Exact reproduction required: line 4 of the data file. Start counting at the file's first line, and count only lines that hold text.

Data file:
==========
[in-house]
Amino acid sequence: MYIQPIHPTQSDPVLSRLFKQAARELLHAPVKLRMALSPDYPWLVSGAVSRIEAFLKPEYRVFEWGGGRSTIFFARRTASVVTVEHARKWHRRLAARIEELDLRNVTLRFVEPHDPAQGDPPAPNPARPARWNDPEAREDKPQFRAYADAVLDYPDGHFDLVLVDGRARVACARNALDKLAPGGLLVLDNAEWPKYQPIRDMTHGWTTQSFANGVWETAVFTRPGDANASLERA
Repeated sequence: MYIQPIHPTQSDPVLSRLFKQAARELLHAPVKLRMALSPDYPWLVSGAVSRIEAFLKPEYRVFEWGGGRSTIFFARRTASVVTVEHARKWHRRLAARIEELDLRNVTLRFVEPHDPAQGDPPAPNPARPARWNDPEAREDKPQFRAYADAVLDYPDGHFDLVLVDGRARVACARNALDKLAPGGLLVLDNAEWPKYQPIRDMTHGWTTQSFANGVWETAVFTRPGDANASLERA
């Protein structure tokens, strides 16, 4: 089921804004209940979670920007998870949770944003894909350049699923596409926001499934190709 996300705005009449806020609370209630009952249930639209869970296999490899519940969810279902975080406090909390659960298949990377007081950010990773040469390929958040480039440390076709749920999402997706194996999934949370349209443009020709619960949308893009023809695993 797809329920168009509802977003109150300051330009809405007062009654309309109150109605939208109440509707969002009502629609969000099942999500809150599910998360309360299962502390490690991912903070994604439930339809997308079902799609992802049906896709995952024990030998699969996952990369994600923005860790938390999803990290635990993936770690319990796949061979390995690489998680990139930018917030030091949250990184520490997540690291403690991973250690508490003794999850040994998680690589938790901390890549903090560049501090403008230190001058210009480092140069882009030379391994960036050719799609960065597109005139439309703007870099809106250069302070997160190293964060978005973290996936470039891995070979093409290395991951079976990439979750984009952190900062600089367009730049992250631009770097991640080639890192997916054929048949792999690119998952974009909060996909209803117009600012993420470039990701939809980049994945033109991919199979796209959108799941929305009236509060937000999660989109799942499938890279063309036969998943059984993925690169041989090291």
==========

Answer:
């Protein structure tokens, strides 16, 4: 089921804004209940979670920007998870949770944003894909350049699923596409926001499934190709 996300705005009449806020609370209630009952249930639209869970296999490899519940969810279902975080406090909390659960298949990377007081950010990773040469390929958040480039440390076709749920999402997706194996999934949370349209443009020709619960949308893009023809695993 797809329920168009509802977003109150300051330009809405007062009654309309109150109605939208109440509707969002009502629609969000099942999500809150599910998360309360299962502390490690991912903070994604439930339809997308079902799609992802049906896709995952024990030998699969996952990369994600923005860790938390999803990290635990993936770690319990796949061979390995690489998680990139930018917030030091949250990184520490997540690291403690991973250690508490003794999850040994998680690589938790901390890549903090560049501090403008230190001058210009480092140069882009030379391994960036050719799609960065597109005139439309703007870099809106250069302070997160190293964060978005973290996936470039891995070979093409290395991951079976990439979750984009952190900062600089367009730049992250631009770097991640080639890192997916054929048949792999690119998952974009909060996909209803117009600012993420470039990701939809980049994945033109991919199979796209959108799941929305009236509060937000999660989109799942499938890279063309036969998943059984993925690169041989090291």